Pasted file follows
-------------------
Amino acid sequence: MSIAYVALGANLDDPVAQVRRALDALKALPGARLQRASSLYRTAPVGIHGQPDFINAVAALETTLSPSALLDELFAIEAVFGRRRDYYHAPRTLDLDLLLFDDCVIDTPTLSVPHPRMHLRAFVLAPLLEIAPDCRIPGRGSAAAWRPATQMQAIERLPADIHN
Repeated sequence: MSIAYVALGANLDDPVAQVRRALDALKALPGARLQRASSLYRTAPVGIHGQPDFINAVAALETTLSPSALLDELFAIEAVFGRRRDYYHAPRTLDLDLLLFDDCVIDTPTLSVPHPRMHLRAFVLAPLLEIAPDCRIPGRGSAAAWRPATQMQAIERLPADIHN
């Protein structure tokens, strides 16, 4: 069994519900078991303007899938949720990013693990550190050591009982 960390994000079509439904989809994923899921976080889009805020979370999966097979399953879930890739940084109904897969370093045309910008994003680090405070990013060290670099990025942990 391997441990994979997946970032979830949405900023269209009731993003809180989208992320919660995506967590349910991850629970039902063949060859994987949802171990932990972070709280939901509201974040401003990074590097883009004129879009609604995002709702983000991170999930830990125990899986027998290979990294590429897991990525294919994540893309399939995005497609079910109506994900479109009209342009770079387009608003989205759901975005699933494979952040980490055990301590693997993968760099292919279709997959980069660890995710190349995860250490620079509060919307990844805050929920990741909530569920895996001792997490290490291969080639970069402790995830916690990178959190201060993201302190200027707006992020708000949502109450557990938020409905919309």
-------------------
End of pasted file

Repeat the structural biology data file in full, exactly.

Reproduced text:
Amino acid sequence: MSIAYVALGANLDDPVAQVRRALDALKALPGARLQRASSLYRTAPVGIHGQPDFINAVAALETTLSPSALLDELFAIEAVFGRRRDYYHAPRTLDLDLLLFDDCVIDTPTLSVPHPRMHLRAFVLAPLLEIAPDCRIPGRGSAAAWRPATQMQAIERLPADIHN
Repeated sequence: MSIAYVALGANLDDPVAQVRRALDALKALPGARLQRASSLYRTAPVGIHGQPDFINAVAALETTLSPSALLDELFAIEAVFGRRRDYYHAPRTLDLDLLLFDDCVIDTPTLSVPHPRMHLRAFVLAPLLEIAPDCRIPGRGSAAAWRPATQMQAIERLPADIHN
């Protein structure tokens, strides 16, 4: 069994519900078991303007899938949720990013693990550190050591009982 960390994000079509439904989809994923899921976080889009805020979370999966097979399953879930890739940084109904897969370093045309910008994003680090405070990013060290670099990025942990 391997441990994979997946970032979830949405900023269209009731993003809180989208992320919660995506967590349910991850629970039902063949060859994987949802171990932990972070709280939901509201974040401003990074590097883009004129879009609604995002709702983000991170999930830990125990899986027998290979990294590429897991990525294919994540893309399939995005497609079910109506994900479109009209342009770079387009608003989205759901975005699933494979952040980490055990301590693997993968760099292919279709997959980069660890995710190349995860250490620079509060919307990844805050929920990741909530569920895996001792997490290490291969080639970069402790995830916690990178959190201060993201302190200027707006992020708000949502109450557990938020409905919309």